I don’t remember when I quit smoking. It must have been in 2008. After smoking cigarettes for more than 30 years, I kicked the habit — something I thought was almost impossible. I had given up smoking several times, only to light up one or two days later.
When I finally quit, it seemed easy. That was because I had stopped smoking at home many years ago when my wife complained of nausea during pregnancy. And my smoking made it worse. So every time I wanted to smoke, I had to step out, which was a hassle. That meant most of my smoking was restricted to office hours — a practice I continued even after the birth of my children.
Every day, I couldn’t wait to get to the office. As soon as I reached my desk, I used to throw my bag and rush to the smoking room. It felt good to puff away. It was soothing. Relaxing too.
The addiction was real. Every time I wanted to de-stress, I reached for a cigarette. When friends got together, we lit up. Every meal away from home was followed by a cigarette. Worse, every badminton session, cricket nets or tennis game ended with tea and cigarettes. Wrong time to smoke, but I did. Because I loved it.
At around 20 cigarettes a day, I didn’t consider myself a heavy smoker. I knew people who could easily go through two packs of the 20s every day. Some others claimed they would finish four packs a day. So my 20 paled in comparison, and it also bestowed a false sense of security: I did feel that I was abusing my lungs. This is why I never made a concerted attempt to stub out smoking.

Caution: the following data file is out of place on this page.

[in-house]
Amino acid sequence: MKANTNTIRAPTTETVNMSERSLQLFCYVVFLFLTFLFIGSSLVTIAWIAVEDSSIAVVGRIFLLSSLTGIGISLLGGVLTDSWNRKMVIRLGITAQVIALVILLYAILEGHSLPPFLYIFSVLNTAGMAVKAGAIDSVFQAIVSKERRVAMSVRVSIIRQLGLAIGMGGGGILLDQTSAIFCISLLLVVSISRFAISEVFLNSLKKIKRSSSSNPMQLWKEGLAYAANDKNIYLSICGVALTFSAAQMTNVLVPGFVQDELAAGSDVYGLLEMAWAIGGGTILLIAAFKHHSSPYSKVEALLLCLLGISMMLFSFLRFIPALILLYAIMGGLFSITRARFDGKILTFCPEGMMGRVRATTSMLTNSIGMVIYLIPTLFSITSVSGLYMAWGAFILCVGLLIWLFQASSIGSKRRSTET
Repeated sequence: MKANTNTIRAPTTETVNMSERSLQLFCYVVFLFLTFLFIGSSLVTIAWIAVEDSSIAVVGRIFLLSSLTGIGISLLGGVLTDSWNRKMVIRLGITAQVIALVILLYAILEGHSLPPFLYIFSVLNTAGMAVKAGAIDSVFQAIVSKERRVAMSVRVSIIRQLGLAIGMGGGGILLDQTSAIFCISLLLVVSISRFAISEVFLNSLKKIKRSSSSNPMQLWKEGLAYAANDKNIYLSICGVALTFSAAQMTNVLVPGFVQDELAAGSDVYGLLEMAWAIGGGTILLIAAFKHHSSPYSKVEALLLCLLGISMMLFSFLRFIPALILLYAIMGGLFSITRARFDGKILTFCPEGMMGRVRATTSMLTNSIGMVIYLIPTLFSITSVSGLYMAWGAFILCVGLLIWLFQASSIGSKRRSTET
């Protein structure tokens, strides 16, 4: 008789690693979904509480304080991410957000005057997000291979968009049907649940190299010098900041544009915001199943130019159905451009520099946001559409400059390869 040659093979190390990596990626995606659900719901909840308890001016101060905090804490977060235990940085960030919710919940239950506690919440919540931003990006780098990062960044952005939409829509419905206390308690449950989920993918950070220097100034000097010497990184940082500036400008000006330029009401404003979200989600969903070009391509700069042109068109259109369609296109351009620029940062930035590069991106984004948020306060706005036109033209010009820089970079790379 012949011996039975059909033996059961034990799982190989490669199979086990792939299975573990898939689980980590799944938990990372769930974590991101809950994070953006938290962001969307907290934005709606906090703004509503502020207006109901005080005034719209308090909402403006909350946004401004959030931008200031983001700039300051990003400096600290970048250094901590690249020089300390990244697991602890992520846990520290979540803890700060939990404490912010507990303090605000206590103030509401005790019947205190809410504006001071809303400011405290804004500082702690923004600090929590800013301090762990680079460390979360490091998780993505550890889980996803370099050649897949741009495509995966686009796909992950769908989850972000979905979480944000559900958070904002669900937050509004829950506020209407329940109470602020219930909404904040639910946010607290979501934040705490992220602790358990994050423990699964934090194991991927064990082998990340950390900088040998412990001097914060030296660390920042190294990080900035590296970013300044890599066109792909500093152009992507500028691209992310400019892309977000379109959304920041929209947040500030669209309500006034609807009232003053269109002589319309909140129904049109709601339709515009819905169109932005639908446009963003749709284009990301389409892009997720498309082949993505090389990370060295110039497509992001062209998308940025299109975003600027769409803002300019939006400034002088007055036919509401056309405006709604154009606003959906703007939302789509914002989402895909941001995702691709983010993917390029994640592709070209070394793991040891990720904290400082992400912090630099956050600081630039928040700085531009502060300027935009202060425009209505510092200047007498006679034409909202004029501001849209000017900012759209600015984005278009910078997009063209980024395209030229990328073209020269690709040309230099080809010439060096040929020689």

I started smoking in college. Initially, it was peer pressure, and soon the fun gave way to addiction. Cigarettes became a crutch to help study, write and relax. As a journalist, I always used to light a cigarette before loading the paper on a typewriter. Those were the days before air-conditioned newspaper offices with teleprinters and telexes, so we could smoke in the office whenever we pleased.
How did I quit smoking? A sore throat that refused to go away had me worried. Was it cancer? I wondered. That worry persuaded me to give up smoking for a few days. It was tough. I refused to keep cigarettes with me and stayed away from the smoking room in the office.
The few days stretched for a week, and my throat got better. If I can keep off cigarettes for a week, why don’t I stay away permanently? I did. And I’m glad I did. My taste returned. My stamina too.
I no longer enjoy smoking. Over the years, I tried to puff a couple of times, but the pleasure was gone. It tasted horrible.
Cigarettes, I don’t miss them.